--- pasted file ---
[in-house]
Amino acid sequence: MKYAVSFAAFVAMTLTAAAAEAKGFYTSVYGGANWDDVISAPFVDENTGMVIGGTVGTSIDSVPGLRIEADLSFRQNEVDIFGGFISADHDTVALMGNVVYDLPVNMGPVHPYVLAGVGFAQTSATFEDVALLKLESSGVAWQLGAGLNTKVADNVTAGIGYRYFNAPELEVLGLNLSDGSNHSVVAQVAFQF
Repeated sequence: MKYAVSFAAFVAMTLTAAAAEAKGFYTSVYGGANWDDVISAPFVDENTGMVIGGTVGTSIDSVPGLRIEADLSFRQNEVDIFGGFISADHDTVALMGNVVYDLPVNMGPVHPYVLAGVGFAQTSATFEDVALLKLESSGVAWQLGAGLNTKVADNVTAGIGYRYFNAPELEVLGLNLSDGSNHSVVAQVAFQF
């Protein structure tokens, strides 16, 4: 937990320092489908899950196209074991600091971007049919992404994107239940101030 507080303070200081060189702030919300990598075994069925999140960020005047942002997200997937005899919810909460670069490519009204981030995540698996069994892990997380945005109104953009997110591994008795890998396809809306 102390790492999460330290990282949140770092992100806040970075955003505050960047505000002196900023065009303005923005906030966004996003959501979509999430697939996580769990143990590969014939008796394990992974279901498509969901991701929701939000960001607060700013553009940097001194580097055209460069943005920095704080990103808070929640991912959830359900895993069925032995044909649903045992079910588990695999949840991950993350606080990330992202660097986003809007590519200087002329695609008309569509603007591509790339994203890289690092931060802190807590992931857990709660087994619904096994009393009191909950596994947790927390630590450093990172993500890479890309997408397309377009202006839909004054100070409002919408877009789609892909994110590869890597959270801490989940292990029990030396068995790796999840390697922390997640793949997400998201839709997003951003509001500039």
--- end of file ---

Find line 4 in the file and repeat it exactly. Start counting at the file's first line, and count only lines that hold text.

């Protein structure tokens, strides 16, 4: 937990320092489908899950196209074991600091971007049919992404994107239940101030 507080303070200081060189702030919300990598075994069925999140960020005047942002997200997937005899919810909460670069490519009204981030995540698996069994892990997380945005109104953009997110591994008795890998396809809306 102390790492999460330290990282949140770092992100806040970075955003505050960047505000002196900023065009303005923005906030966004996003959501979509999430697939996580769990143990590969014939008796394990992974279901498509969901991701929701939000960001607060700013553009940097001194580097055209460069943005920095704080990103808070929640991912959830359900895993069925032995044909649903045992079910588990695999949840991950993350606080990330992202660097986003809007590519200087002329695609008309569509603007591509790339994203890289690092931060802190807590992931857990709660087994619904096994009393009191909950596994947790927390630590450093990172993500890479890309997408397309377009202006839909004054100070409002919408877009789609892909994110590869890597959270801490989940292990029990030396068995790796999840390697922390997640793949997400998201839709997003951003509001500039």